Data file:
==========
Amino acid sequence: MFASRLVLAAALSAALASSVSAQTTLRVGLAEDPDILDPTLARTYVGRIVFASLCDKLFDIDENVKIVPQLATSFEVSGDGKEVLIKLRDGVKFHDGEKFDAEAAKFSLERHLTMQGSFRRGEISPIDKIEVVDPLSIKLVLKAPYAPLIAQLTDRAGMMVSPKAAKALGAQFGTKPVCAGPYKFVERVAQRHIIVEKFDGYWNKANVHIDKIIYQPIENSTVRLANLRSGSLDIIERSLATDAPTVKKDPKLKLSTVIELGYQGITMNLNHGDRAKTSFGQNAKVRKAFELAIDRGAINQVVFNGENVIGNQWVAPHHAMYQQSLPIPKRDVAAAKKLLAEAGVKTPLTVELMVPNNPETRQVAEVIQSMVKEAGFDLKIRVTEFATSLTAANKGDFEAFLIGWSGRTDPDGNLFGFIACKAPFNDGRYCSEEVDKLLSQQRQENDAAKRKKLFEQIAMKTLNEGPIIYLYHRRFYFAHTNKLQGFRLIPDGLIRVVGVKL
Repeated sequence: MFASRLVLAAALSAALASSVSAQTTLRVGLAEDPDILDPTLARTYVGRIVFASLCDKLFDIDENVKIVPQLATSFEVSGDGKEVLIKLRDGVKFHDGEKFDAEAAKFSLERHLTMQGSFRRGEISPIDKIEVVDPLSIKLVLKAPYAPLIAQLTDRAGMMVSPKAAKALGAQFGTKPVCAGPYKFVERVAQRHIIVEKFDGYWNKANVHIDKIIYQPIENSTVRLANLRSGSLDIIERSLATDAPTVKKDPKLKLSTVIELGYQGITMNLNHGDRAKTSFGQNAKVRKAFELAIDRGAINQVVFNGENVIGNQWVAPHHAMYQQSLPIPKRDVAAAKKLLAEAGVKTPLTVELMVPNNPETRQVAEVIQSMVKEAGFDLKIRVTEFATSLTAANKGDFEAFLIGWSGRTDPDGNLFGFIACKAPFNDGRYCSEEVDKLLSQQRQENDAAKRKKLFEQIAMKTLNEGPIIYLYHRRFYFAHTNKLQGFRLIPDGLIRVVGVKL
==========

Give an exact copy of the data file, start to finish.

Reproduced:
Amino acid sequence: MFASRLVLAAALSAALASSVSAQTTLRVGLAEDPDILDPTLARTYVGRIVFASLCDKLFDIDENVKIVPQLATSFEVSGDGKEVLIKLRDGVKFHDGEKFDAEAAKFSLERHLTMQGSFRRGEISPIDKIEVVDPLSIKLVLKAPYAPLIAQLTDRAGMMVSPKAAKALGAQFGTKPVCAGPYKFVERVAQRHIIVEKFDGYWNKANVHIDKIIYQPIENSTVRLANLRSGSLDIIERSLATDAPTVKKDPKLKLSTVIELGYQGITMNLNHGDRAKTSFGQNAKVRKAFELAIDRGAINQVVFNGENVIGNQWVAPHHAMYQQSLPIPKRDVAAAKKLLAEAGVKTPLTVELMVPNNPETRQVAEVIQSMVKEAGFDLKIRVTEFATSLTAANKGDFEAFLIGWSGRTDPDGNLFGFIACKAPFNDGRYCSEEVDKLLSQQRQENDAAKRKKLFEQIAMKTLNEGPIIYLYHRRFYFAHTNKLQGFRLIPDGLIRVVGVKL
Repeated sequence: MFASRLVLAAALSAALASSVSAQTTLRVGLAEDPDILDPTLARTYVGRIVFASLCDKLFDIDENVKIVPQLATSFEVSGDGKEVLIKLRDGVKFHDGEKFDAEAAKFSLERHLTMQGSFRRGEISPIDKIEVVDPLSIKLVLKAPYAPLIAQLTDRAGMMVSPKAAKALGAQFGTKPVCAGPYKFVERVAQRHIIVEKFDGYWNKANVHIDKIIYQPIENSTVRLANLRSGSLDIIERSLATDAPTVKKDPKLKLSTVIELGYQGITMNLNHGDRAKTSFGQNAKVRKAFELAIDRGAINQVVFNGENVIGNQWVAPHHAMYQQSLPIPKRDVAAAKKLLAEAGVKTPLTVELMVPNNPETRQVAEVIQSMVKEAGFDLKIRVTEFATSLTAANKGDFEAFLIGWSGRTDPDGNLFGFIACKAPFNDGRYCSEEVDKLLSQQRQENDAAKRKKLFEQIAMKTLNEGPIIYLYHRRFYFAHTNKLQGFRLIPDGLIRVVGVKL